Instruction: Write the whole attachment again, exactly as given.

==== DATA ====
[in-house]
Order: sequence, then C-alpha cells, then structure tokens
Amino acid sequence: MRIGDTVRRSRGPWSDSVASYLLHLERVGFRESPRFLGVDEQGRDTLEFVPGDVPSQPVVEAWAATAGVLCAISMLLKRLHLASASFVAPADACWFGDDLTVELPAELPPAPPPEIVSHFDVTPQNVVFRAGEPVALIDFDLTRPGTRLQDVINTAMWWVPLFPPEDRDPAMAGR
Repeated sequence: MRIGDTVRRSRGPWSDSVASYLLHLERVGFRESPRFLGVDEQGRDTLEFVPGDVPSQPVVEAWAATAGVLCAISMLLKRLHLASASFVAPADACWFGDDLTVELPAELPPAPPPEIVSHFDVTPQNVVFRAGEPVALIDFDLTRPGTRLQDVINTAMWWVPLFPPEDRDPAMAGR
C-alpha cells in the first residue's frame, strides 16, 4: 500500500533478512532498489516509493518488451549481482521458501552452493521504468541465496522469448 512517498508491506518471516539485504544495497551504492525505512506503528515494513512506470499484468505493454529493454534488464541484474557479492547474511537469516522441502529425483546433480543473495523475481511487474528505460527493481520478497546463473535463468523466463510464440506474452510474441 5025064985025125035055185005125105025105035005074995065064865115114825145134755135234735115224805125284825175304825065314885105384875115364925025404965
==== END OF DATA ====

[in-house]
Order: sequence, then C-alpha cells, then structure tokens
Amino acid sequence: MRIGDTVRRSRGPWSDSVASYLLHLERVGFRESPRFLGVDEQGRDTLEFVPGDVPSQPVVEAWAATAGVLCAISMLLKRLHLASASFVAPADACWFGDDLTVELPAELPPAPPPEIVSHFDVTPQNVVFRAGEPVALIDFDLTRPGTRLQDVINTAMWWVPLFPPEDRDPAMAGR
Repeated sequence: MRIGDTVRRSRGPWSDSVASYLLHLERVGFRESPRFLGVDEQGRDTLEFVPGDVPSQPVVEAWAATAGVLCAISMLLKRLHLASASFVAPADACWFGDDLTVELPAELPPAPPPEIVSHFDVTPQNVVFRAGEPVALIDFDLTRPGTRLQDVINTAMWWVPLFPPEDRDPAMAGR
C-alpha cells in the first residue's frame, strides 16, 4: 500500500533478512532498489516509493518488451549481482521458501552452493521504468541465496522469448 512517498508491506518471516539485504544495497551504492525505512506503528515494513512506470499484468505493454529493454534488464541484474557479492547474511537469516522441502529425483546433480543473495523475481511487474528505460527493481520478497546463473535463468523466463510464440506474452510474441 5025064985025125035055185005125105025105035005074995065064865115114825145134755135234735115224805125284825175304825065314885105384875115364925025404965